Connecting the local to the global at climate conference

LWF Ethiopia program coordinator Biruk Kebede (center) speaks at the panel debate on Education, Youth and Climate Change at COP 22, in Marrakech, Morocco. Photo: LWF/Ryan Rodrick Beiler

LWF Ethiopia brings perspectives from communities devastated by climate change

(LWI) – Delegates from The Lutheran World Federation (LWF) and other non-governmental organizations taking part in the United Nations (UN) climate conference in Morocco, shared the opportunities and challenges they face in caring for creation during a side event at the global gathering.

“I’ve seen children suffer, I’ve seen women suffer,” said Biruk Kebede, program coordinator at the LWF country program in Ethiopia. “Two weeks ago I was in a village talking to an old woman. I’m here now in Marrakech talking to young leaders from all over the world. That is for me the connection that I bring,” noted the 29-year-old. He spoke at the “Education, Youth and Climate Change” panel debate sponsored by the LWF and the World Young Men’s Christian Association.

Kebede said his unique perspective as an Ethiopian was being able to “bring the voices of the most vulnerable to where the action is being taken, and to make sure that those voices are being heard by decision-makers.”

Fellow panelist Mathilde Emilie Thue from the Norwegian Children and Youth Council said it was the testimony of communities facing the effects of climate change in the global South that were most effective in engaging hearts and minds in her country where those changes are less apparent.

Kebede agreed: “We first have to know what's happening in the communities of those who are most affected, who are most vulnerable.”

Meanwhile, world leaders at the opening plenary of the 22nd session of the Conference of the Parties (COP 22) to the UN Framework Convention on Climate Change acknowledged that as an African COP, the 7-18 November conference needs to focus on the role of youth and particularly vulnerable communities in Africa and other global South regions. That can be a challenge when other crises compete for limited attention and resources, which for Kebede, is also a matter of perception.

Hunger and drought

“People are saying climate change is going to affect Africa after 20 years,” he noted. “We have civil war. We have hunger. We have young people migrating to Europe. That’s more prominent and that needs more action,” he added, referring to Ethiopia which declared an emergency in early 2016, following a two-year drought period, with 10.2 million people needing relief food assistance to survive. In May erratic rains returned to some parts of the country while other areas experienced heavy rainfall and flooding, also leading to devastation.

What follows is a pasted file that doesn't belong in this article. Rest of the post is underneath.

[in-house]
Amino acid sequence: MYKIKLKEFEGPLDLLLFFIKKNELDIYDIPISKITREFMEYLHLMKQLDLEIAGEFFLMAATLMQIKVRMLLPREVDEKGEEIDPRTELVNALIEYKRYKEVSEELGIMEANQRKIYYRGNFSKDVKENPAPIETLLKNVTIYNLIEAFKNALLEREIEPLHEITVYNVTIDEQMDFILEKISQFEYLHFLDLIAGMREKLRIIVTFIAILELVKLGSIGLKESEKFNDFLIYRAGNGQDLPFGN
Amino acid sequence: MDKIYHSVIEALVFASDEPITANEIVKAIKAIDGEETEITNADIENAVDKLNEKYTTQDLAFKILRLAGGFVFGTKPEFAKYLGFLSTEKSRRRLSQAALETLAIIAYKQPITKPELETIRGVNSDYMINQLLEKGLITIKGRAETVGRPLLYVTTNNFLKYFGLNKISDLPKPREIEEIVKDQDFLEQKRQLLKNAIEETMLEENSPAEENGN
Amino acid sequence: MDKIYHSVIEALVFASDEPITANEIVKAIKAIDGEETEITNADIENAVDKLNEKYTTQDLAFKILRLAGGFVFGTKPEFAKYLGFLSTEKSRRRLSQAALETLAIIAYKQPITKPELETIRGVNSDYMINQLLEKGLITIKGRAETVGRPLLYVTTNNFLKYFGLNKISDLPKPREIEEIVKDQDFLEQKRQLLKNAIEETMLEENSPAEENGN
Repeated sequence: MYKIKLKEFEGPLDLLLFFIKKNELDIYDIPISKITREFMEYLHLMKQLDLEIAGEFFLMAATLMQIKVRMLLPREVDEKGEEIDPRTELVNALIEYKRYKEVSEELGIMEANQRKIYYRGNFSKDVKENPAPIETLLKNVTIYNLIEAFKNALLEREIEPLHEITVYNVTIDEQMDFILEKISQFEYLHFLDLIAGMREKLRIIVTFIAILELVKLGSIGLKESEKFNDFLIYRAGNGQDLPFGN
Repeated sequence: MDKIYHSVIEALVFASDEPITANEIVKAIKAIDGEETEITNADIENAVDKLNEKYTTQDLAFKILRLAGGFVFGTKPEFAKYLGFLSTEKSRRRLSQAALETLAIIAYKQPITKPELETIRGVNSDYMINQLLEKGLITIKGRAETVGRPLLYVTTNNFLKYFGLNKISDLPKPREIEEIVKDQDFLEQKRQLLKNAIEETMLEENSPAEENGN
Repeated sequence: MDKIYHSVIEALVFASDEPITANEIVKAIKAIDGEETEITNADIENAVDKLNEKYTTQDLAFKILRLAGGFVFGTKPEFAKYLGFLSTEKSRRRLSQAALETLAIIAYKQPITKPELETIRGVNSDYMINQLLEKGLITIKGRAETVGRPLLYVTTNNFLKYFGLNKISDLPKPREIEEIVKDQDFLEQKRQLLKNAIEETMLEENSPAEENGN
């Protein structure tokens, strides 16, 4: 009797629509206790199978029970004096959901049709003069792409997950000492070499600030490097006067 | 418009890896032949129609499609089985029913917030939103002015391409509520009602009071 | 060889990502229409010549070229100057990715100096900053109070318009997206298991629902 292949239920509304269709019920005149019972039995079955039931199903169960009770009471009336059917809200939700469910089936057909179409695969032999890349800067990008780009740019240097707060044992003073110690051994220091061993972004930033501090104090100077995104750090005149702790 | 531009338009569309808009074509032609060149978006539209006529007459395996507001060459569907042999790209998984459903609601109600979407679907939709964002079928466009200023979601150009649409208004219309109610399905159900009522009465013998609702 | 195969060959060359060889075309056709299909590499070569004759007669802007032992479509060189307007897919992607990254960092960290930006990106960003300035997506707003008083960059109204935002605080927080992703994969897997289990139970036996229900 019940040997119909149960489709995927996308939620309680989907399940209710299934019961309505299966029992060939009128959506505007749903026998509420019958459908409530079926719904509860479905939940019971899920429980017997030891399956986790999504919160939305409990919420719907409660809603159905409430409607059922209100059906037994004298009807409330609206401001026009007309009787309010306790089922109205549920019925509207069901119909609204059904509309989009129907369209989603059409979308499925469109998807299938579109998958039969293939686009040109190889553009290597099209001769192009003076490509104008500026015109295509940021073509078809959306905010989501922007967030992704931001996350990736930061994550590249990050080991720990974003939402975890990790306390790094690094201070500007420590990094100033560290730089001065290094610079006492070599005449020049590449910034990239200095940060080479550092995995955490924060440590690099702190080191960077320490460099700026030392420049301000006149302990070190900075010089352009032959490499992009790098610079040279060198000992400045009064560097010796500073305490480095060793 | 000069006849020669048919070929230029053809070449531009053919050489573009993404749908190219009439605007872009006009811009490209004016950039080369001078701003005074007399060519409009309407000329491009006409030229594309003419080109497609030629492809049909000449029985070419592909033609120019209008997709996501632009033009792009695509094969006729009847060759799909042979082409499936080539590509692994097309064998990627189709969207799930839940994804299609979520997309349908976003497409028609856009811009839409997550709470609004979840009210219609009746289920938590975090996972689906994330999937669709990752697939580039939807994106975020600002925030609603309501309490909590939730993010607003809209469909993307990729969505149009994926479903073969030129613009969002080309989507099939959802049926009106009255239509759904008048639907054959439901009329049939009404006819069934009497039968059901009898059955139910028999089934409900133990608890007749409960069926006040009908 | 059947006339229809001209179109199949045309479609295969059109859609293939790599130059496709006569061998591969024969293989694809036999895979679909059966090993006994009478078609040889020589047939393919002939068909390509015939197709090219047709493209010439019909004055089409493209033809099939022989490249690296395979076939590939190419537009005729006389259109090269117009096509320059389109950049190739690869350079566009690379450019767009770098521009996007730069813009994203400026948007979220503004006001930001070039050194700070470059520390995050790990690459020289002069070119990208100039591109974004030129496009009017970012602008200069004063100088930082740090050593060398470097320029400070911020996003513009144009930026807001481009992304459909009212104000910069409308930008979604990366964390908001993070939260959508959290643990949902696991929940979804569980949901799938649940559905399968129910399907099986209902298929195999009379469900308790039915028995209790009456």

“The link that is missing is that the migration is happening because of the hunger. The hunger is happening because of the drought and the drought is happening because of climate change. So it’s time for us to create awareness about those correlations and the root causes of climate change,” Kebede added.

The 2015 Paris Agreement from COP 21 was a milestone in forging a global consensus to tackle rising temperatures and making commitment to mitigate the effects of extreme weather events especially on the most vulnerable people. The COP Presidency has declared this year’s as the “COP of actions”—with the expectation that world leaders will hammer out the details that will make ambitious goals a reality.

Youth initiatives and leadership

For Kebede, young people have an equally critical role in making climate justice a reality.

“Youth also have to get involved in action,” he says. “We need to partake and lead initiatives in our respective churches, schools, wherever we are.”

The LWF decided beginning in 2011 to make delegations of youth leaders its primary representatives to the annual UN climate conference. LWF Youth Secretary Caroline Bader says the decision was taken in part to build the leadership and advocacy capacities of these young leaders.

Kebede also shared about the lack of democratic spaces for youth in many countries and churches, and hopes they will be more integrated into forums, speak up and take part in decision making.

“We at the LWF have a global commitment that 20 percent of the leadership is reserved for young people,” he emphasized. “You can't always be at the back making noises. It’s also time that we step up, and take the stage and have a say in what our world should look like tomorrow.”

He called on young people to “spread the message and be vocal about climate change,” and, encouraged by the recent Catholic-Lutheran joint commemoration in Lund, Sweden, concluded: “We need to pray for a change of hearts and minds not only for us but also for those who negotiate right now for the implementation of the Paris agreement.“

Working with communities in Ethiopia

The work of the LWF country program in Ethiopia includes assistance to rural small-scale farmers through irrigation schemes, supplying safe clean water for domestic use, training and technical support. During periods of drought or flooding the LWF provides relief food and other forms of assistance to those affected.

The LWF member church, Ethiopian Evangelical Church Mekane Yesus, also carries out rural development projects with communities that are most vulnerable to extreme weather events.

(By freelance journalist Ryan Rodrick Beiler at COP 22 in Marrakech, and LWF Communications)

Related links:

COP22 Interfaith climate statement

Photos from faith-based events at COP22